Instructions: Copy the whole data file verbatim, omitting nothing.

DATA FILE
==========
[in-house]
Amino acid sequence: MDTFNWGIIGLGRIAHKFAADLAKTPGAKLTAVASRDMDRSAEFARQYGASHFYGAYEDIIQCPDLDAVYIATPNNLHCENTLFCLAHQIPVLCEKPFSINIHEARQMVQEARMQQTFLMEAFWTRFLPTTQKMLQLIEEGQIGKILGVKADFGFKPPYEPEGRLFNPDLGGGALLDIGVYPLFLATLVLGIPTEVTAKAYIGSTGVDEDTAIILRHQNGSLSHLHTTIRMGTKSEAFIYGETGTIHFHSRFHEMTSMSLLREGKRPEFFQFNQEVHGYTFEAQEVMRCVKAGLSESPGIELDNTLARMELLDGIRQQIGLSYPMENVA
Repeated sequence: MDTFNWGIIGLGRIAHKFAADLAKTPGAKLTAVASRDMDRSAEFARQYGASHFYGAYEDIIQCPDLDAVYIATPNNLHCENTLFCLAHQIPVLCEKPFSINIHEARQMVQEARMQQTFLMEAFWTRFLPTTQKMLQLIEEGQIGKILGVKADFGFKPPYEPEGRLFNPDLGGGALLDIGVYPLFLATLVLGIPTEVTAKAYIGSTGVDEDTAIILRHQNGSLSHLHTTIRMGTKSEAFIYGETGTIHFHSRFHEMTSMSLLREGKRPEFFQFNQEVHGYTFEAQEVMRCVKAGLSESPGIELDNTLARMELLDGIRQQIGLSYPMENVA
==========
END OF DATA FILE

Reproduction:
[in-house]
Amino acid sequence: MDTFNWGIIGLGRIAHKFAADLAKTPGAKLTAVASRDMDRSAEFARQYGASHFYGAYEDIIQCPDLDAVYIATPNNLHCENTLFCLAHQIPVLCEKPFSINIHEARQMVQEARMQQTFLMEAFWTRFLPTTQKMLQLIEEGQIGKILGVKADFGFKPPYEPEGRLFNPDLGGGALLDIGVYPLFLATLVLGIPTEVTAKAYIGSTGVDEDTAIILRHQNGSLSHLHTTIRMGTKSEAFIYGETGTIHFHSRFHEMTSMSLLREGKRPEFFQFNQEVHGYTFEAQEVMRCVKAGLSESPGIELDNTLARMELLDGIRQQIGLSYPMENVA
Repeated sequence: MDTFNWGIIGLGRIAHKFAADLAKTPGAKLTAVASRDMDRSAEFARQYGASHFYGAYEDIIQCPDLDAVYIATPNNLHCENTLFCLAHQIPVLCEKPFSINIHEARQMVQEARMQQTFLMEAFWTRFLPTTQKMLQLIEEGQIGKILGVKADFGFKPPYEPEGRLFNPDLGGGALLDIGVYPLFLATLVLGIPTEVTAKAYIGSTGVDEDTAIILRHQNGSLSHLHTTIRMGTKSEAFIYGETGTIHFHSRFHEMTSMSLLREGKRPEFFQFNQEVHGYTFEAQEVMRCVKAGLSESPGIELDNTLARMELLDGIRQQIGLSYPMENVA